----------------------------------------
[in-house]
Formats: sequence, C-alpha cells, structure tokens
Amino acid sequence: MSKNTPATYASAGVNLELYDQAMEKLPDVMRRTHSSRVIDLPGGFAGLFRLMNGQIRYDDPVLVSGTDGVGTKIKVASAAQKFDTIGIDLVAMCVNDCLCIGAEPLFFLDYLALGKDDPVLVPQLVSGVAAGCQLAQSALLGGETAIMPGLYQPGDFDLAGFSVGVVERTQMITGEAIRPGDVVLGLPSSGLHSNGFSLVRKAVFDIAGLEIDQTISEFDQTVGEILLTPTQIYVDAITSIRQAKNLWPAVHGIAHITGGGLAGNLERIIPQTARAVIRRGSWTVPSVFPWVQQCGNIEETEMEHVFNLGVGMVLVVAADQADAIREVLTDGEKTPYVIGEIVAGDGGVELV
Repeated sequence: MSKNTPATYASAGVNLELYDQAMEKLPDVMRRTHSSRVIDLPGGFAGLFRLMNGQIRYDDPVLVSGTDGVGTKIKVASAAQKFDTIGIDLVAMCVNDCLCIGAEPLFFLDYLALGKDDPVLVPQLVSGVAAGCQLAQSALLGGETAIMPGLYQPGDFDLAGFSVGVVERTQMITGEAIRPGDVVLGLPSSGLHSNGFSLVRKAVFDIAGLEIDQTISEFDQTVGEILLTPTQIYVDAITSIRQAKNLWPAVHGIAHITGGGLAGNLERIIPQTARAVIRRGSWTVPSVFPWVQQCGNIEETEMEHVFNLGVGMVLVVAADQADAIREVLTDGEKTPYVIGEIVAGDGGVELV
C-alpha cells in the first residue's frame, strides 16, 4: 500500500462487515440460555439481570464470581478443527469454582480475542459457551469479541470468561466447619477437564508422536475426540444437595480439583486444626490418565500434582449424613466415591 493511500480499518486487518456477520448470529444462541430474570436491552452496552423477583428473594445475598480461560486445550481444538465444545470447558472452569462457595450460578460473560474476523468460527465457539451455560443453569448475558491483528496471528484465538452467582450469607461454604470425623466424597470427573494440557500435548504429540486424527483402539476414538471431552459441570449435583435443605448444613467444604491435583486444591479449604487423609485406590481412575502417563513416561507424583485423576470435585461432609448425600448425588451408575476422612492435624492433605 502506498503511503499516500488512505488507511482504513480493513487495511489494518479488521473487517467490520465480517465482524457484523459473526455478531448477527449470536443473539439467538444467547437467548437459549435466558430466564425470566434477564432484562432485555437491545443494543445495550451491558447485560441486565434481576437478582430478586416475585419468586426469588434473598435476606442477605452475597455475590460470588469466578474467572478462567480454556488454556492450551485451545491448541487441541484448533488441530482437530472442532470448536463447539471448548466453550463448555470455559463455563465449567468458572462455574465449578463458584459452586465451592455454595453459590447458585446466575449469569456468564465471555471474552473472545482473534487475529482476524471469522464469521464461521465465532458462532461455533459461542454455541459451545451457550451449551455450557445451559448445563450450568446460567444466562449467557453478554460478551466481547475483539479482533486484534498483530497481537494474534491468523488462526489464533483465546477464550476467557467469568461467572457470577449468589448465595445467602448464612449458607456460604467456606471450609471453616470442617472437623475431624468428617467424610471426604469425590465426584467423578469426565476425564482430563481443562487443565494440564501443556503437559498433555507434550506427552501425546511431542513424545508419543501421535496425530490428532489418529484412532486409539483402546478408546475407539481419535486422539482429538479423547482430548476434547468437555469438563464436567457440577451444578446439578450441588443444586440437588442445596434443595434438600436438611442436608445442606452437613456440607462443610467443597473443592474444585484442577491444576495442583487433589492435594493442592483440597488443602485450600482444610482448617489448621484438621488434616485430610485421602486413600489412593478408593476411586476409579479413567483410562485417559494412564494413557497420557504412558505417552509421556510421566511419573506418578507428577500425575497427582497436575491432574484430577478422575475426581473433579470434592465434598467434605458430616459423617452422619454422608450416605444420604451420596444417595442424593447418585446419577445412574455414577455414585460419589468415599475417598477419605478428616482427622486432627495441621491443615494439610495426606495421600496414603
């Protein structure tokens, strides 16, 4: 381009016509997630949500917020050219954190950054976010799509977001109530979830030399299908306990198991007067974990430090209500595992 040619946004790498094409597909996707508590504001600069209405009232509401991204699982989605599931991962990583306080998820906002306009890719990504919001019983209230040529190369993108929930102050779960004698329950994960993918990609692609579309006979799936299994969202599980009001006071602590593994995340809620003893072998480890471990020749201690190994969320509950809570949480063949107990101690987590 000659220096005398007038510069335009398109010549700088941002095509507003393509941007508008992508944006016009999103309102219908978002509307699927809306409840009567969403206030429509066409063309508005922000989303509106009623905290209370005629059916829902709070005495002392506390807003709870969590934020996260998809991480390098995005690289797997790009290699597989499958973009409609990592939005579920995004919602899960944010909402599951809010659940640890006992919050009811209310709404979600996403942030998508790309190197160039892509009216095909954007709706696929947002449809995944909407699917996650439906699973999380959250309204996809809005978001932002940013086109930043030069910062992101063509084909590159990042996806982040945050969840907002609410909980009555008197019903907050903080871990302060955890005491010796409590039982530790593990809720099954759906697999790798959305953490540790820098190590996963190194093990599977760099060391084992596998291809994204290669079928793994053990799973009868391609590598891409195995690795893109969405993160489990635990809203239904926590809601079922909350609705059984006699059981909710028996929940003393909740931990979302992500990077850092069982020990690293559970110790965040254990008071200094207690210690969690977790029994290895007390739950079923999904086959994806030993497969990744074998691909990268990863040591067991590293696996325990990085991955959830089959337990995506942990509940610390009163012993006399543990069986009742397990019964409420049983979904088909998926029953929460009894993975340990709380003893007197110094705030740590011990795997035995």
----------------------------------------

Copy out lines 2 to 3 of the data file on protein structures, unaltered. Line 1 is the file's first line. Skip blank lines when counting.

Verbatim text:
Formats: sequence, C-alpha cells, structure tokens
Amino acid sequence: MSKNTPATYASAGVNLELYDQAMEKLPDVMRRTHSSRVIDLPGGFAGLFRLMNGQIRYDDPVLVSGTDGVGTKIKVASAAQKFDTIGIDLVAMCVNDCLCIGAEPLFFLDYLALGKDDPVLVPQLVSGVAAGCQLAQSALLGGETAIMPGLYQPGDFDLAGFSVGVVERTQMITGEAIRPGDVVLGLPSSGLHSNGFSLVRKAVFDIAGLEIDQTISEFDQTVGEILLTPTQIYVDAITSIRQAKNLWPAVHGIAHITGGGLAGNLERIIPQTARAVIRRGSWTVPSVFPWVQQCGNIEETEMEHVFNLGVGMVLVVAADQADAIREVLTDGEKTPYVIGEIVAGDGGVELV